Reformed National Clinical Impact Awards open for applications

Reformed National Clinical Impact Awards open for applications

  • Applications for the national Clinical Impact Awards open today following reforms to broaden access to the scheme and ensure it rewards excellence across the health service
  • Health Minister Edward Argar calls for under-represented groups including women, younger consultants and those from ethnic minority backgrounds to apply to make awards more accessible, fair and inclusive

High-performing consultant level doctors, dentists and academic GPs in England and Wales can apply for the national Clinical Impact Awards from today (Thursday 27 April).

Applicants will benefit from a newly reformed awards scheme, which better reflects the modern NHS workforce while remaining relevant to the increasingly varied roles doctors undertake.

This year’s renamed national Clinical Impact Awards have been reformed to make them more accessible, inclusive and fair – particularly for under-represented groups such as women and people from ethnic minority backgrounds – ensuring the scheme continues to reward national impact and incentivise excellence across the NHS.

Data from the previous Clinical Excellence Awards scheme shows that while 38% of consultants are women, they held just over 21% of awards as of January 2020.

This is despite having an equal chance of receiving an award when they apply – with a success rate of nearly 36% for both men and women. There are also disparities among ethnic minority groups – 39% of consultants are from an ethnic minority background but received 30% of the awards last year.

Minister of State for Health Edward Argar said:

It’s vital we celebrate the teachers, trainers, innovators and researchers of best practice across the NHS, who act as role models for their peers and colleagues. These awards do just that, and we have now made these awards for senior doctors more accessible.

I want to thank staff for their extraordinary ongoing contributions to the NHS and encourage everyone eligible to apply, especially those from under-represented groups including women and younger consultants, so we can reward excellence across the health service wherever it is found.

The reforms, announced in January, include:

  • awards for those working less than full time will be paid at the full value instead of pro rata. This will help address the gender pay gap in medicine as women are more likely to be working part time and is one of the recommendations from the Independent Review of the Gender Pay Gap in Medicine commissioned by the government. When women do apply for an award, their chances of achieving one is comparable to men – 35.9% for men against 35.31% for women in 2021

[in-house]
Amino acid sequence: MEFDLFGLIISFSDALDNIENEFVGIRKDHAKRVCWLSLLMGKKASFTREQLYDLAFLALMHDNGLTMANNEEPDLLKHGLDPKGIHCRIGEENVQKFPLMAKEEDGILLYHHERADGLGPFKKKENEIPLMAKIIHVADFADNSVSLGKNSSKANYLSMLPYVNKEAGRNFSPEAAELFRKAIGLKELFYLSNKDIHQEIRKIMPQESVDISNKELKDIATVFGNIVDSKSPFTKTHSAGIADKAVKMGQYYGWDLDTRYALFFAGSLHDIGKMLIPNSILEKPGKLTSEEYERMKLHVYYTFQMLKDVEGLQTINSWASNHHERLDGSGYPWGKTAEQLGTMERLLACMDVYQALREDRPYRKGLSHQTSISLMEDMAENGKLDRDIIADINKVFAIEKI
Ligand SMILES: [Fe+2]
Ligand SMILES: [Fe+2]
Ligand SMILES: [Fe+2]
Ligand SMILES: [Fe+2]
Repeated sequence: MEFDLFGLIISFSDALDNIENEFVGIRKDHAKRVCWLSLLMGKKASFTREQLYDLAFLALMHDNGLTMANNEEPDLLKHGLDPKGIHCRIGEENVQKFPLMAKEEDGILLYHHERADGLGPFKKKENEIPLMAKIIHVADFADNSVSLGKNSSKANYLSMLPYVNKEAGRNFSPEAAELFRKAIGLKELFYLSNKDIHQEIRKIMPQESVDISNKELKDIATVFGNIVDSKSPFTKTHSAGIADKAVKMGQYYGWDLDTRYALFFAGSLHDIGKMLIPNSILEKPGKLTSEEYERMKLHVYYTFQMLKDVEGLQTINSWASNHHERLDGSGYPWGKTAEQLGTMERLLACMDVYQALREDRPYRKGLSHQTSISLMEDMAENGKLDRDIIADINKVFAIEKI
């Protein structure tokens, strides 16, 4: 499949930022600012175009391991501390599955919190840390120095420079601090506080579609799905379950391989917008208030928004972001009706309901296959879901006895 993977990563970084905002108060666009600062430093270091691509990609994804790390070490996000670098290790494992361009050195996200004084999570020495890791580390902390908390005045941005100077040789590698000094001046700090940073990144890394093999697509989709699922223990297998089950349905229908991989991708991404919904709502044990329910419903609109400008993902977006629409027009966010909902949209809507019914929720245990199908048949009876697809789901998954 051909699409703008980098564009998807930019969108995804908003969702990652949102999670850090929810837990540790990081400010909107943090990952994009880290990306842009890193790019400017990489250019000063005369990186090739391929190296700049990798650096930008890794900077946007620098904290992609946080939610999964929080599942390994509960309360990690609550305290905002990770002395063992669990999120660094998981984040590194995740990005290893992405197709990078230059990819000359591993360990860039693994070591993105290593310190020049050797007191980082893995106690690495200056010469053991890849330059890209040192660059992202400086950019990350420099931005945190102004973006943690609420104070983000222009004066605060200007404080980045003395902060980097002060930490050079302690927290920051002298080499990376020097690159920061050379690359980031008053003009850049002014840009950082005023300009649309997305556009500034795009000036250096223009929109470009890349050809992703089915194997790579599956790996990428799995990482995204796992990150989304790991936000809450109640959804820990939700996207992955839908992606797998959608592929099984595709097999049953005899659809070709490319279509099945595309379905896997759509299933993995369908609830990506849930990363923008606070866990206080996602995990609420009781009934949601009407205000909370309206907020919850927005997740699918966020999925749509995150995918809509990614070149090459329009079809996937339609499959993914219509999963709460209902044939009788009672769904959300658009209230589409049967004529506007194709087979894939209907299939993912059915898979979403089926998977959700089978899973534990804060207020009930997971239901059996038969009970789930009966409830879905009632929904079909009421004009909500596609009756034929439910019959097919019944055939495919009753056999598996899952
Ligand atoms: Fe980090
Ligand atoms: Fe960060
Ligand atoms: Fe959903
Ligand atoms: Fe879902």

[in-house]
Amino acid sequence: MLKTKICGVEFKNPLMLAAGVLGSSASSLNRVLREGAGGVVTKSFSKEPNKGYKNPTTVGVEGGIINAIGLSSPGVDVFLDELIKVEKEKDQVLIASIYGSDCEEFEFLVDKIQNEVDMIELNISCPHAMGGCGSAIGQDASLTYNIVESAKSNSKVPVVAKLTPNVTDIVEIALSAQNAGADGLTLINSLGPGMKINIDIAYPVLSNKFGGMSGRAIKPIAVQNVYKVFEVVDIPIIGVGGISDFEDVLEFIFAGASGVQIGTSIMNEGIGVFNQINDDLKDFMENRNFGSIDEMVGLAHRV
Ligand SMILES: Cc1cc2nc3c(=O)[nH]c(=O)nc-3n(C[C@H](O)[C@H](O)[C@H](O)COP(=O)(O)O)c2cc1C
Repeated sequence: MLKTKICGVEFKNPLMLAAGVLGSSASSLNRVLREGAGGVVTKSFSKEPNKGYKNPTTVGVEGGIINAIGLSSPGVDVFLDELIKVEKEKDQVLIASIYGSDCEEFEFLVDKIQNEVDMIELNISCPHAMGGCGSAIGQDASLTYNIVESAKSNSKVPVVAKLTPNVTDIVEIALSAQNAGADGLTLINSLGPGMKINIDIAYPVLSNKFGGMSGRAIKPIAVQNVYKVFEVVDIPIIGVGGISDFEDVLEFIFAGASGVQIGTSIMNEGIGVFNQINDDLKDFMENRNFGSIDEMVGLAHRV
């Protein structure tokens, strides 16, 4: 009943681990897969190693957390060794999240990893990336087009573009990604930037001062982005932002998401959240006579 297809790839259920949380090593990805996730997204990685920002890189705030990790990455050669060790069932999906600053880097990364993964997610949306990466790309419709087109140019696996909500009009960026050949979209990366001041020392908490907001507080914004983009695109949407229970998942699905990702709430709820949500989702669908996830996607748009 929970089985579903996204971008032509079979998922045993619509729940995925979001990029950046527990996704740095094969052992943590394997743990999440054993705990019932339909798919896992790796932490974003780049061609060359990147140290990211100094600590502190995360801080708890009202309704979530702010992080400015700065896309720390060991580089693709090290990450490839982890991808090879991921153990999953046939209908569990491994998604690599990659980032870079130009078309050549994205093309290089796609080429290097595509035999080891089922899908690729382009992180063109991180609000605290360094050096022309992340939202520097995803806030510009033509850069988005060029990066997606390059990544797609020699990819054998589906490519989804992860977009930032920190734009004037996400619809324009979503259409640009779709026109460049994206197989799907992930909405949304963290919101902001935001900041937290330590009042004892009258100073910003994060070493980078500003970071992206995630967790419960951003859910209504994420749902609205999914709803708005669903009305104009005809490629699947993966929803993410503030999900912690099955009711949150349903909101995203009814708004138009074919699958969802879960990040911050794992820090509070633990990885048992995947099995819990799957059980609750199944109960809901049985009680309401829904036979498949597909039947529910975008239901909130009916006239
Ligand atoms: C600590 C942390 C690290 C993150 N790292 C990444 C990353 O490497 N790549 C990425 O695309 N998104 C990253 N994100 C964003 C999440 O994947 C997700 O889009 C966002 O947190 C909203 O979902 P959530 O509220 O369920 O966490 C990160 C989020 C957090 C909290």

• all award levels will be open to all applicants as the requirement to move up through the tiers of awards over subsequent years will be removed. This will help ensure that outstanding contributions from younger consultants are equally recognised
  • awards will continue to be held for 5 years but reapplication after this will be assessed in open competition against new applicants to create a more level playing field and reduce bias towards older, established award holders. By removing the need to progress through award stages, outstanding national clinical impact will be recognised appropriately regardless of career stage
  • the scheme will move from 4 award levels to 3 and the first award level will become more attainable. There are more awards available at each level than in previous years, meaning that overall more people should – providing they reach the threshold – be able to achieve an award: roughly 330 at level 1, 200 at level 2 and 70 at level 3
  • employers will not need to contribute to recipients’ pension funds to reflect modern remuneration arrangements and align with the local Clinical Excellence Awards – this will also allow for more awards to become available
  • refreshed assessment criteria will reflect modern consultant careers and recognise contributions from under-represented groups, including allowing more flexibility in the type of evidence provided in applications. This will improve accessibility and recognise under-represented specialities that women often undertake. Applicants would be expected to provide evidence that demonstrates their impact on current NHS priorities

The national Clinical Excellence Awards scheme has existed since 1948 with the latest iteration running since 2004, before this year’s reforms. Through the scheme, consultants and academic general practitioners within the NHS who perform above and beyond the standard expected of their role can gain financial awards.

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